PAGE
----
24-07-2020 | | By Robin Mitchell
RoHM and LEADRIVE announced their plans to establish a joint laboratory in the Free Trade Zone (FTZ) in Shanghai to develop Silicon-Carbide (SiC) devices. What is the free trade zone, and what does SiC provide engineers in modern power electronics?
The FTZ in Shanghai, as the name suggests, is a free trade zone. Free trade zones are designated areas that provide many economic benefits to both businesses and individuals. For example, FTZs generally have low to no tax rates, allow for goods to be shipped, modified, and redistributed while paying no duties customs, and allow for capital to be held without being subject to local regulations. The Shanghai Free Trade Zone was established in 2013, and now has over 50,000 member companies coving an area of over 120km2. The FTZ was established in an attempt for China to experiment with foreign investments as well as better understand different economic models.
SiC is the acronym for Silicon-Carbide and is a semiconductor technology that is quickly replacing silicon in the power electronics industry. The reason for this comes down to the superior power properties that SiC has over silicon. For example, SiC has a much greater electric field strength meaning that it can handle higher voltages without suffering from a breakdown. SiC also has greater thermal conductivity than silicon, meaning that it can handle higher temperatures and is better at dissipating heat. While SiC devices are more expensive than silicon, they will gradually become cheaper as the technology becomes more established.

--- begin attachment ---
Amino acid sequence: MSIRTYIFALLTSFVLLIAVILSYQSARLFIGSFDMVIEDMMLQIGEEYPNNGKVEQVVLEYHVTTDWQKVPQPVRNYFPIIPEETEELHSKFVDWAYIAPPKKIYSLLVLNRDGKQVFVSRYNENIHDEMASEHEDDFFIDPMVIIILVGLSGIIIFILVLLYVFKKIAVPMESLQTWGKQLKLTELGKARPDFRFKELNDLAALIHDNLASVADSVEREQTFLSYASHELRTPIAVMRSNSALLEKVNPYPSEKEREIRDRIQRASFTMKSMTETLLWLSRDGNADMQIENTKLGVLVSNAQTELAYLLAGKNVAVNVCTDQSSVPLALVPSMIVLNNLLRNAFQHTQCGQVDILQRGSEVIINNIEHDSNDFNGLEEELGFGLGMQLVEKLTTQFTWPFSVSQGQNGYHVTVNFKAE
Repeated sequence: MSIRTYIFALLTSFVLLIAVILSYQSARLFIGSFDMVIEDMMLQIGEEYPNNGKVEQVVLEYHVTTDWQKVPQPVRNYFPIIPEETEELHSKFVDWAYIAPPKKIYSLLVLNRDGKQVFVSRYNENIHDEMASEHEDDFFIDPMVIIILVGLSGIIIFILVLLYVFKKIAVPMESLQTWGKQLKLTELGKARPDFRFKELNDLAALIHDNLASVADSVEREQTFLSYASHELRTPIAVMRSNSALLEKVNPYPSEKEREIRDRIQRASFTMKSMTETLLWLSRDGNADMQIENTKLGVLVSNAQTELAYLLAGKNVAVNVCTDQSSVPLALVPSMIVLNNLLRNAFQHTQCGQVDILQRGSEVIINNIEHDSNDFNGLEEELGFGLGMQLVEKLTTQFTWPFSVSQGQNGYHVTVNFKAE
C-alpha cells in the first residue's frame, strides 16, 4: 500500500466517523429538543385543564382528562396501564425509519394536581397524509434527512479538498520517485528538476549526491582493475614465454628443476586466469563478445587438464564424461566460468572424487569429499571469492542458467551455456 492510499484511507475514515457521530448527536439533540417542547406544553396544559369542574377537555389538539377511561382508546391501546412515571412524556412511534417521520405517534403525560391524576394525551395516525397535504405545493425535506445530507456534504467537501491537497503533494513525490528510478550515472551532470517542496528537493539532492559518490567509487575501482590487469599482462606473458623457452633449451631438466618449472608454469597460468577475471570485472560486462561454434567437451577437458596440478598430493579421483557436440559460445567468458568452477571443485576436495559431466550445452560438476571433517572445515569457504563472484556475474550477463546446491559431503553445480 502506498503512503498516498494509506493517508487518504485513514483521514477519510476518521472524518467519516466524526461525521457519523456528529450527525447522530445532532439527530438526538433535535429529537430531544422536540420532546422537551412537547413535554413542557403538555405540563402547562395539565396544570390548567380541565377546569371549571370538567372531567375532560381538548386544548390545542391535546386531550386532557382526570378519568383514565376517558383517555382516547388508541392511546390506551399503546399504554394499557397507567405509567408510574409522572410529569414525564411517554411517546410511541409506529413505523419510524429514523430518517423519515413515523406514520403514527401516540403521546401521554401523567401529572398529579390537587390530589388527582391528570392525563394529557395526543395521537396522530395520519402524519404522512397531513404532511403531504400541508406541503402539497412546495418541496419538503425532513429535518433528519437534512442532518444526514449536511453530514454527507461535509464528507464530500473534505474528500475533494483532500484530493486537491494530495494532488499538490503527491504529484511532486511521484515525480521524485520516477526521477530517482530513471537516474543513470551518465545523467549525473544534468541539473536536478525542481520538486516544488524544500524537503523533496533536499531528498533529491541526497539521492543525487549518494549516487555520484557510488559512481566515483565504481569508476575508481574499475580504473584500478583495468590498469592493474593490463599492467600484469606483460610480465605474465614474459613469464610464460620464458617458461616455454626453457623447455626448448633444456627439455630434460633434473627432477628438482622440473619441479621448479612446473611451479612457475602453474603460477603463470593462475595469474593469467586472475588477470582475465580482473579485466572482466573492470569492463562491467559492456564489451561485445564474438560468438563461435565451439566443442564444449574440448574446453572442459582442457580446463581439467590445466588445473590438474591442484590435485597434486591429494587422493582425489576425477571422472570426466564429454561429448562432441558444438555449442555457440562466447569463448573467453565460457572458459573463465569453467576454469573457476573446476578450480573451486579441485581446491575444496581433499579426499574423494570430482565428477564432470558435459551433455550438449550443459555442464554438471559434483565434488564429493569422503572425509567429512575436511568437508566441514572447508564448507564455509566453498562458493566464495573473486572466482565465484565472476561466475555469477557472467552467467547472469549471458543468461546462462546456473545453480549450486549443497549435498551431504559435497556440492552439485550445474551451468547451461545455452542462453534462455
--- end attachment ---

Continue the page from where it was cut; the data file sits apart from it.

What is Silicon-carbide: A semiconductor technology with a strong electric field for handling high voltages, and great conductivity for handling high temperatures.
Recognising the importance of SiC devices in DC/DC conversion systems and electric vehicles, ROHM and LEADRIVE have partnered together to create a laboratory aimed at developing SiC technology. The opening ceremony, hosted in the Shanghai Pilot Free Trade Zone, demonstrated to the industry the importance of SiC technology, and the growing interest in high-power devices. Since 2017, ROHM and LEADRIVE have worked together exchanging experimental and technical information regarding SiC devices in automotive electronics. The joint laboratory is dedicated to researching vehicle power modules and inverters using SiC MOSFETs and isolated gate drivers produced by ROHM.
“The adoption of power modules that integrate SiC chips for new energy vehicles will become an industry trend over the next couple of years. Commercialising mature SiC-equipped devices by collecting resources from around the world, and carrying out R&D gives us a competitive edge as an automotive Tier 1 manufacturer. ROHM has been a strong partner since LEADRIVE was founded. This joint research laboratory will allow us to deepen our collaboration,”
Dr Jie Shen, Chairman and General Manager at Leadrive Technology (Shanghai) Co., Ltd..
ROHM is not the only silicon manufacturers to work on SiC devices; other companies operating in the same field include ST, Wolfspeed, Infineon, and Onsemi. While SiC devices have only been available since 2008, their advantages have been recognised by many with development and research exploding. It is important to note that Silicon Carbide will replace silicon in power electronics. Still, it will unlikely replace computational devices as silicon has the advantage of being established for more than 50 years, complementary transistors that are well known, and the ability to create silicon wafers with ease. One of the significant issues with Silicon Carbide devices are defects that readily form when creating wafers.